Some authorities have been inclined to believe that the frame is a late-sixteenth-century one and that therefore the information on it should be given credence. However, the date 1575 given on the frame is inconsistent with the attribution of the portrait to François Clouet, who died in 1572. Furthermore, since the Order of the Saint Esprit was not revived until 1578, its emblem on a frame dated 1575 is anachronistic. The fact that the sitter is wearing the blue ribbon of that order establishes a date of 1578 or later for this miniature, and it cannot therefore be by François Clouet. Although apparently a late-sixteenth-century production, it is carried out in a weak version of Clouet's style. The identity of the sitter appears to be confirmed by comparison with a Clouet school drawing in the Bibliothèque Nationale, Paris (Fonds Ste.-Geneviève, no. 118; reproduced in Étienne Moreau-Nélaton, Les Clouets et leurs émules, [Paris, 1924], vol. 2, fig. 283; vol. 3, p. 77). Henry III (1551–1589), the third son of Henry II (1519–1559) and Catherine de Médicis (1519–1589), succeeded his brother Charles IX as king of France in 1574. Indolent, vicious, and corrupt, he was under the influence of his mother and before his accession had helped her organize the Massacre of Saint Bartholomew's Day. The monk Jacques Clément stabbed him in 1589 to avenge the murders of Henry, duc de Guise, and his brother. Henry III was the last of the house of Valois. [2015; adapted from Reynolds and Baetjer 1996]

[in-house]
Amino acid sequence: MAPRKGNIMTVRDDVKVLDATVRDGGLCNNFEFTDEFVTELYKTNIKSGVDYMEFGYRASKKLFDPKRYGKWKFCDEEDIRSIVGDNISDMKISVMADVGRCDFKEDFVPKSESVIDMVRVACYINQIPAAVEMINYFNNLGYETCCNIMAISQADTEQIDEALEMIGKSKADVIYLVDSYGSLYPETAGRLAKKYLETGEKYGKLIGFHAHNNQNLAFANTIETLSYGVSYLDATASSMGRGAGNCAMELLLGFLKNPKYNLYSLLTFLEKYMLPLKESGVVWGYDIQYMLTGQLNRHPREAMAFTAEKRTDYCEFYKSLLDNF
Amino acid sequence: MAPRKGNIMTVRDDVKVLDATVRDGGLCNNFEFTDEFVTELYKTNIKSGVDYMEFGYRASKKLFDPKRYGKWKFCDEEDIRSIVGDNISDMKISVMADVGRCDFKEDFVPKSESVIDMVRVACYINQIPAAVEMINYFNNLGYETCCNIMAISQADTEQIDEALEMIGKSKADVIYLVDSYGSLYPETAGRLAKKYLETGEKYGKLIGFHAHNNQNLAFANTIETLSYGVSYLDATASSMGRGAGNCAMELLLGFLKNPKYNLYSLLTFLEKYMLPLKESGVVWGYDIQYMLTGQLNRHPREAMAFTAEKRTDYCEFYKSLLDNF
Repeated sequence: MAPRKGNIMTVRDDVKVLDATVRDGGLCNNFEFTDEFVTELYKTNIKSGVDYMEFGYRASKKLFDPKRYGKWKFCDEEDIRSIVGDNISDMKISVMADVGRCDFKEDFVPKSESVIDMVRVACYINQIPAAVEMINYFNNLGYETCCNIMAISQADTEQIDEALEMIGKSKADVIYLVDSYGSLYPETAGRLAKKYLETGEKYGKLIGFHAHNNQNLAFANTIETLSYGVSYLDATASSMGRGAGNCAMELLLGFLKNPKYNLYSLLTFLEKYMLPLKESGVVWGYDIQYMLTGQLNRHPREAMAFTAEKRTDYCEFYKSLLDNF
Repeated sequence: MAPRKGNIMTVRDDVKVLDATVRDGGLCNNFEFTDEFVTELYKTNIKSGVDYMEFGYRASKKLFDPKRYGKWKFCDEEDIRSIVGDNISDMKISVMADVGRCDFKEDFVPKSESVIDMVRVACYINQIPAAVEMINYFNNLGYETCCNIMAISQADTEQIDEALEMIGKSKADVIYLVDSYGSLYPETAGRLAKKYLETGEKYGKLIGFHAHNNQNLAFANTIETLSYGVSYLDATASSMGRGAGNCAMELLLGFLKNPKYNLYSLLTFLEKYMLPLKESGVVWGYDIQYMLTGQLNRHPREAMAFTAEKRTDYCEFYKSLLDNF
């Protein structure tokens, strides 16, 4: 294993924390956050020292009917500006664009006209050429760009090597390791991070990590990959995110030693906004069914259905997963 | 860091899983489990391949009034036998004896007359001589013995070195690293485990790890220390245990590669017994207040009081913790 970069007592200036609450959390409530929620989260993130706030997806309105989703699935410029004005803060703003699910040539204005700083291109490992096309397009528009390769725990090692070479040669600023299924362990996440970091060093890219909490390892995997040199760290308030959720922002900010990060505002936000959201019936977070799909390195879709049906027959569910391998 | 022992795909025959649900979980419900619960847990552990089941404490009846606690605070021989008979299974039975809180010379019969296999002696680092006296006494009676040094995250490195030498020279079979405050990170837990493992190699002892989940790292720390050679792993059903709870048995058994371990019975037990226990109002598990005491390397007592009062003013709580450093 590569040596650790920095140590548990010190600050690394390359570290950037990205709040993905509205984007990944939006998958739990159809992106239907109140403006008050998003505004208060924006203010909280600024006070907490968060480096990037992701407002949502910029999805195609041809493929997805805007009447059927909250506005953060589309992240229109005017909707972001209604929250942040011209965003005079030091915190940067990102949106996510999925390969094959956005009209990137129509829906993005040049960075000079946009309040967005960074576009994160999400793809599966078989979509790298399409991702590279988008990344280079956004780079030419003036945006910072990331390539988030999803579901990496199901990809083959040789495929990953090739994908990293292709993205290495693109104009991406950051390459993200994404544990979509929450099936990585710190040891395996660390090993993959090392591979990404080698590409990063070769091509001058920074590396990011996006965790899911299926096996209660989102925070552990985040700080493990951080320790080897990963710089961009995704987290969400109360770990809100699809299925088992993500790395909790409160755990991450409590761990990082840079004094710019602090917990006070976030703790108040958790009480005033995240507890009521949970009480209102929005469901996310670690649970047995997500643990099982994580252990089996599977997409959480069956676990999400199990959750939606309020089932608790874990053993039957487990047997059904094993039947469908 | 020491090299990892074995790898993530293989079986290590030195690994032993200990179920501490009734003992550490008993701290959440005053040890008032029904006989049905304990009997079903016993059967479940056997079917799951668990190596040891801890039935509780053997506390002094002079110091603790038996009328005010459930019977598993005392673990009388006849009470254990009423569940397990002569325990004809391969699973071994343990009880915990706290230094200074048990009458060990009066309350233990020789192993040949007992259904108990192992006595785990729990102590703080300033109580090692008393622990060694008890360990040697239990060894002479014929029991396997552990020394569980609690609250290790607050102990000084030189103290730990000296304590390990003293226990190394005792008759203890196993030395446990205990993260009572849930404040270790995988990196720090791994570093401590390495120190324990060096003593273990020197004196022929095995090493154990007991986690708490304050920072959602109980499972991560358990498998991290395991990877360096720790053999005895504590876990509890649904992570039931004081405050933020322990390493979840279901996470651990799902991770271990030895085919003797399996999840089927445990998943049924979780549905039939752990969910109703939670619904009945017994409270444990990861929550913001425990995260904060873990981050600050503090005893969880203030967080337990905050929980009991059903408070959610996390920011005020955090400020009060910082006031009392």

Inscription: Inscribed (reverse, on wood): Henry 3me / Roy de / France [?85]; by Clouet
Mary Clark Thompson, New York and Canandaigua, New York (until d. 1923)
New York. The Metropolitan Museum of Art. "European Miniatures in The Metropolitan Museum of Art," November 5, 1996–January 5, 1997, no. 2.
Graham Reynolds with the assistance of Katharine Baetjer. European Miniatures in The Metropolitan Museum of Art. Exh. cat., The Metropolitan Museum of Art. New York, 1996, pp. 12, 68, no. 2, ill.